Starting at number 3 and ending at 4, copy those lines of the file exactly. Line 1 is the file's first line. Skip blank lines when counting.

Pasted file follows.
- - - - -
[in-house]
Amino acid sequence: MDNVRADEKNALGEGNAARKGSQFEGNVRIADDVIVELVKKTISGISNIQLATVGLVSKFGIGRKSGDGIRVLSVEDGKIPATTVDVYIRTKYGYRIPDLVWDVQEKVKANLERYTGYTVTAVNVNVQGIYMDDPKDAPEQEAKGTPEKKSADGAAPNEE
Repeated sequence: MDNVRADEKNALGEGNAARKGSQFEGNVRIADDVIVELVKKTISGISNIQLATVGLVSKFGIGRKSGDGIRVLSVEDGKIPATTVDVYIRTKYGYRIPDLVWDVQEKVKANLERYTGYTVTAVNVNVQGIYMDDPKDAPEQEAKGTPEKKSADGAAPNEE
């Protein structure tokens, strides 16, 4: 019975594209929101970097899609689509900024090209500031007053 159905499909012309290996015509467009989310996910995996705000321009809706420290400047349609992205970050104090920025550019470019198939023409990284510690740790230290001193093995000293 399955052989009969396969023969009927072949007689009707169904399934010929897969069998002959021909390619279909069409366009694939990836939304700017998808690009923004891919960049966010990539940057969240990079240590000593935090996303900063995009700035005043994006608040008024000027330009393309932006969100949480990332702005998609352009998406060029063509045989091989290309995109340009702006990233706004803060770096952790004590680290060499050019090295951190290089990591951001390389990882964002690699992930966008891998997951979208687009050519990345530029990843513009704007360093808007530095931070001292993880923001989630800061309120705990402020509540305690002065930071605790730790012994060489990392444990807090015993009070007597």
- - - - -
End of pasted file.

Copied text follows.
Repeated sequence: MDNVRADEKNALGEGNAARKGSQFEGNVRIADDVIVELVKKTISGISNIQLATVGLVSKFGIGRKSGDGIRVLSVEDGKIPATTVDVYIRTKYGYRIPDLVWDVQEKVKANLERYTGYTVTAVNVNVQGIYMDDPKDAPEQEAKGTPEKKSADGAAPNEE
């Protein structure tokens, strides 16, 4: 019975594209929101970097899609689509900024090209500031007053 159905499909012309290996015509467009989310996910995996705000321009809706420290400047349609992205970050104090920025550019470019198939023409990284510690740790230290001193093995000293 399955052989009969396969023969009927072949007689009707169904399934010929897969069998002959021909390619279909069409366009694939990836939304700017998808690009923004891919960049966010990539940057969240990079240590000593935090996303900063995009700035005043994006608040008024000027330009393309932006969100949480990332702005998609352009998406060029063509045989091989290309995109340009702006990233706004803060770096952790004590680290060499050019090295951190290089990591951001390389990882964002690699992930966008891998997951979208687009050519990345530029990843513009704007360093808007530095931070001292993880923001989630800061309120705990402020509540305690002065930071605790730790012994060489990392444990807090015993009070007597």